Even from just the look of this mobo, you can tell a lot of care and attention was put into the design of it. Firstly, it features 3 PCIe 4.0 x16 expansion slots for all your various needs. Secondly, the cooling solution on this card is so large that it damn near covers half of the board, and even comes with an onboard fan to boot. It should go without saying that you won’t have to worry about either M.2 slot overheating, even with a powerful SSD running in each one.

Moving onto the I/O shield, things remain just as impressive. Not only is this entire section of the board incredibly sturdy, but it features a huge number of different ports. You get 8 USB 3.2 Gen 2 ports, with 7 Type-A and 1 Type-C, and 4 3.2 Gen 1 Type-A ports, for a total of 12 different USB ports. The chances of you running out of USB peripheral space on this mobo are pretty slim, to say the least.

The Crosshair VIII Hero is also an incredibly customizable board, featuring support for ASUS’ Aura Sync and Armory Crate systems. There are a couple of build-in RGB elements on the board as well that add to the aesthetic charm. A final note worth bringing up is this mobos capacity for overclocking. If you’re into squeezing some extra juice from your parts, then this board is going to be your best friend with that excessive cooling solution and high power threshold. Just remember that these sorts of advanced features do not come cheap.

If you’re looking for the best budget pick of the bunch then the ASUS Prime X570-P is a no-brainer. Just by looking at the board, you can tell that it has been designed with a low price in mind, but that doesn’t stop it from being an excellent low-mid-range mobo for a gamer on a tight budget. You’ll find that it still packs a punch in the areas that really matter, even if it lacks some of the more advanced features of the premium models.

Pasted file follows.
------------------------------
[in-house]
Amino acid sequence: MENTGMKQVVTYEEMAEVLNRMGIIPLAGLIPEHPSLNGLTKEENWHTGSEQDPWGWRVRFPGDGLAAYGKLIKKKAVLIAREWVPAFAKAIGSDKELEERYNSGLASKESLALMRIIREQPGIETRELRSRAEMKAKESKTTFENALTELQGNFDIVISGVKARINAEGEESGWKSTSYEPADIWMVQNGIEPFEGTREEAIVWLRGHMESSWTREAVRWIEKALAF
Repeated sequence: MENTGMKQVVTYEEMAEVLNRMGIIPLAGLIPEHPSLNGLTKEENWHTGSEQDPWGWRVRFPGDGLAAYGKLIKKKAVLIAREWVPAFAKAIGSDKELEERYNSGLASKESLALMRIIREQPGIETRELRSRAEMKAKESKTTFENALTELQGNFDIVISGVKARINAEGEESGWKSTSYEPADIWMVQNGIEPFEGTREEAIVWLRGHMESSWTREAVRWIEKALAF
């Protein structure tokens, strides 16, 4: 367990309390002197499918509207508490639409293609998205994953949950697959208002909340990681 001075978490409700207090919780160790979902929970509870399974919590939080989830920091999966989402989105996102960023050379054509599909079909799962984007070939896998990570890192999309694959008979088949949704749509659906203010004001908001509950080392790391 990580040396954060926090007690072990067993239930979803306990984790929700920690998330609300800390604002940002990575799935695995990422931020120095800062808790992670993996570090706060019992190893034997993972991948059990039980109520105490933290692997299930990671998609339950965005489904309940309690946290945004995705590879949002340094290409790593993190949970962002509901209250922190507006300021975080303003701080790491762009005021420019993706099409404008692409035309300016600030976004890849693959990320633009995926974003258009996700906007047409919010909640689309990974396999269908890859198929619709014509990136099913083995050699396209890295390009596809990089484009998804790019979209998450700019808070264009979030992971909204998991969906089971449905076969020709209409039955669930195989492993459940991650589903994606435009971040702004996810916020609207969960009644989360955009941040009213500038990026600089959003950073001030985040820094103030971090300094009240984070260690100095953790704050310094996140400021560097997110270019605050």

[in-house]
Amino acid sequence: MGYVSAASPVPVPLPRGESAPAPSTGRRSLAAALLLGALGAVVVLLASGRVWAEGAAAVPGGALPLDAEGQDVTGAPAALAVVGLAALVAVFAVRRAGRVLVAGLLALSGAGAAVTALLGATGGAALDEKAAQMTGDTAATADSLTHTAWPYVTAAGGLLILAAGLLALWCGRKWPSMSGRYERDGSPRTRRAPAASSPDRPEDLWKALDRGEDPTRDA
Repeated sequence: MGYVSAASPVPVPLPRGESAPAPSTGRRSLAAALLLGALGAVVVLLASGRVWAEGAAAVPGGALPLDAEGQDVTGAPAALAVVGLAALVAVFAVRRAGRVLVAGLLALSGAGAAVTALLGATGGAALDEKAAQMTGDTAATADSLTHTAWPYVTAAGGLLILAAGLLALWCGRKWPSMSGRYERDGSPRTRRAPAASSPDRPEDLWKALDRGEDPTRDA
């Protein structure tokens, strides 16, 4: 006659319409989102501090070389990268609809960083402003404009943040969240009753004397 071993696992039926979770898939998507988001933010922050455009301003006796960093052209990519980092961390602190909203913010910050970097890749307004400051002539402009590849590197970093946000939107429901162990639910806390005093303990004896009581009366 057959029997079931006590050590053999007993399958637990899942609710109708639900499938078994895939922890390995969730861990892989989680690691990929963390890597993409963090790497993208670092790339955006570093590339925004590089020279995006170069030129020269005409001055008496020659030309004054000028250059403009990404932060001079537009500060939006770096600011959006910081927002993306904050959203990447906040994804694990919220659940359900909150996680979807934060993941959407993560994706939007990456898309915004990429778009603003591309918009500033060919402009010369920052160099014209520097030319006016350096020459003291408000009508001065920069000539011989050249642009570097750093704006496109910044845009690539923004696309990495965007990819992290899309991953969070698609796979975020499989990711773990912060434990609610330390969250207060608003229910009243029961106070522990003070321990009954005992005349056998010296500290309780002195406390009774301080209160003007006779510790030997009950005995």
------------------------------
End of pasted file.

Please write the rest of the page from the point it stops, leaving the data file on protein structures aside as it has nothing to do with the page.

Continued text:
Despite the budget nature of this board, it still manages to include 2 PCIe 4.0 x16 slots for expansion cards, so you can still get that dual graphics card setup or even throw in a capture card depending on your needs. You also get 6 SATA ports and 2 super-fast M.2 slots so adding extra storage to your rig shouldn’t be too taxing. Bear in mind that neither of the M.2 slots comes with heatsinks attached, but that’s not the end of the world.

Thankfully another area that wasn’t sacrificed for a lower price was the cooling solution. The ASUS Prime X570-P features an onboard fan to keep your components cool, so you won’t be missing those SSD heatsinks too badly after all. Plus there’s Fan Xpert 4 for controlling all of your fan settings, and a decent number of heat sensors so you’re always aware of exactly how got your machine is getting under load.

The I/O ports are another area that provides you with pretty much everything you’ll need. 2 USB 2.0 slots, 2 USB 3.2 Gen 1 slots, and 4 USB 3.2 Gen 2 slots bring you up to 8 USB ports, all Type-A. There’s also the PS/2 peripheral port, HDMI, and ethernet port in case you want a more stable internet connection. This last part is especially handy considering there’s no built-in networking card to take advantage of WiFi.

Things to Think About

Purchasing a new mobo comes with a ton of factors that can be difficult to keep track of. We’ve provided a list of the different factors that you should keep in mind when choosing a new board for your 5900X.

Form Factor